Language Log is almost always interesting, but rarely do they discuss much that bears directly on English Language Teaching. Yesterday, though, Mark Liberman wrote about High Variability Phonetic Training (VHPT), a method that, it appears, few teachers have heard of. I'm one of those who hadn't. Anyhow, it's well worth a read, as are some of the comments.

Friday, July 04, 2008

Still waiting for that millionth word

Over the years, the good folks at Language Log have ridiculed the claims of Paul JJ Payack and his Global Language Monitor. Mostly, they've pointed out how counting the words in English is simply not a viable enterprise. Payack, though, doesn't seem to mind. In fact, he doesn't even really seem to be trying. Rather he just keeps putting out essentially the same claim with later and later dates.
  1. In 2006, the Times of London had Payack predicting that "the one millionth word is likely to be formed this summer."

  2. Later, he said the date "should fall between Sept. 1 and Nov. 30, 2006" (CBS News)

  3. Yesterday, we learned that the magic date has been postponed by about 2.5 years. "Author Paul JJ Payack, founding president of the Global Language Monitor, estimates English will hit the vocabulary milestone on April 29, 2009."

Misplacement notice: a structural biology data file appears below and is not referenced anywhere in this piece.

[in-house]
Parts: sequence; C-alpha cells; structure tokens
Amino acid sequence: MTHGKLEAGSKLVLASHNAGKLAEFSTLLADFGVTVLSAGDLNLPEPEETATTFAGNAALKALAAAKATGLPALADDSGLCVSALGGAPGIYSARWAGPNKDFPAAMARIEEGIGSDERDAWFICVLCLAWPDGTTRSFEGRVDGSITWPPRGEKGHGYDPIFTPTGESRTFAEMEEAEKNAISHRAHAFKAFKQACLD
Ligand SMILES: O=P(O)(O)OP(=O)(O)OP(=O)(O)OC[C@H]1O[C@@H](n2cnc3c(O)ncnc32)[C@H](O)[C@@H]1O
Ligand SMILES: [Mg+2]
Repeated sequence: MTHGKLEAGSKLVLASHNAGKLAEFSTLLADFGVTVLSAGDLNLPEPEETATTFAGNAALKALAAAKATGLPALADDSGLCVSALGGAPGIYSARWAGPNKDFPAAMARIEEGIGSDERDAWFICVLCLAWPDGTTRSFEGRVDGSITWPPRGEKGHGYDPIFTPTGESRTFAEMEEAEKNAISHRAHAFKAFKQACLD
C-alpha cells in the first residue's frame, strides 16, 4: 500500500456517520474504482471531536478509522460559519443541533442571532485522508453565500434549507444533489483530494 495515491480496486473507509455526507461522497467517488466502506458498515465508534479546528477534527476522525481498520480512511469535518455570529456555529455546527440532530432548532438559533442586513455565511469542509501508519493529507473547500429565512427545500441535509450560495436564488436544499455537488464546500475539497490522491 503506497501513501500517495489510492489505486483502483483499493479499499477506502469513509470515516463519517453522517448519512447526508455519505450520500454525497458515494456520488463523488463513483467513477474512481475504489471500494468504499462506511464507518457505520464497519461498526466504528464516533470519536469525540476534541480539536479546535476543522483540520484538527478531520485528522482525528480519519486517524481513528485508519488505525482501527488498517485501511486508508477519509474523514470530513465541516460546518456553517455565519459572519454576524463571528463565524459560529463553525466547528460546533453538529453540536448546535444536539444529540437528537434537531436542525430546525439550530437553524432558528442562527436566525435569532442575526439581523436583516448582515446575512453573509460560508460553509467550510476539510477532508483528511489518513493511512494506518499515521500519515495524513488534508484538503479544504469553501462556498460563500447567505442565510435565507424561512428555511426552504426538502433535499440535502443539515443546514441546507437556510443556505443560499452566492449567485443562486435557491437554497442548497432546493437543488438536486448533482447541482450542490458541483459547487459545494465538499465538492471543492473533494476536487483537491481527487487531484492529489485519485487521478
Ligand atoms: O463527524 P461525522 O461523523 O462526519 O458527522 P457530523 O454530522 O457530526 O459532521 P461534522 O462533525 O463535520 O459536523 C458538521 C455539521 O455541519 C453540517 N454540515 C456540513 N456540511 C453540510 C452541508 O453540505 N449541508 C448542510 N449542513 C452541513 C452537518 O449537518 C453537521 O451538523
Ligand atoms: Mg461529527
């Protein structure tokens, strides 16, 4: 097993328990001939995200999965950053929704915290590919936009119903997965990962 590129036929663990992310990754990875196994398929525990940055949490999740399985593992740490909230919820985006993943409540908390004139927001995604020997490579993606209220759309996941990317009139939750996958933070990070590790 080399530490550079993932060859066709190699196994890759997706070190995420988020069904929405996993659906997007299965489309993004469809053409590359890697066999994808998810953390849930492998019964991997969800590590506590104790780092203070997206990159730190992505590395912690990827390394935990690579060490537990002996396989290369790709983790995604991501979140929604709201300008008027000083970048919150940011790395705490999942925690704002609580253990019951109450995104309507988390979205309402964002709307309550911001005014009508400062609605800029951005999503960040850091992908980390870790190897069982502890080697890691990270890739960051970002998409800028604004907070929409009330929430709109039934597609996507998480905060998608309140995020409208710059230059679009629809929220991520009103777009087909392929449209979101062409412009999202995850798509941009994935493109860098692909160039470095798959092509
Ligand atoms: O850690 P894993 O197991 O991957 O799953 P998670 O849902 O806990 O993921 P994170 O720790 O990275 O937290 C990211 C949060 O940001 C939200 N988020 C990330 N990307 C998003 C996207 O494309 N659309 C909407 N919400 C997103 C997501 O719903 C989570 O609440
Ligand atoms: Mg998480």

Meanwhile, language blog English, Jack predicts that Payack will continue to mine this publicity seam for at least two to three years to come. The question is: will fewer and fewer editors and reporters buy his line, or will they just keep on dutifully putting his name in print?

July first and the fourth of July

Each year in Canada we celebrate our national day on July 1 and then a few days later, our neighbours to the south celebrate their own day. There are different ways to talk about dates, but in the American case, the holiday is almost always "the fourth of July". It could, however, be known as "July the fourth" or just "July fourth".

In the BYU Corpus of American English, the [MONTH ORD] to [the ORD of MONTH] ratio is about 7.3 to 1 for January (the [MONTH the ORD] is quite rare). We do, however, find [the ORD of MONTH] pattern for most days, with Jan 1 and Jan 15 being the most common of these.

In July, the ratio is closer to 1.2 to 1, still in favour of the [MONTH ORD] wording. Most of the difference is accounted for by the fourth of July with the first of July also scoring highly.

Now looking at the British National Corpus, the July ratio, 1.4 to 1, still favors [MONTH ORD], but here July 4 is only slightly ahead of July 12 & July 1. In January, the same ratio is 3.4 to 1, much less lopsided than the American ratio.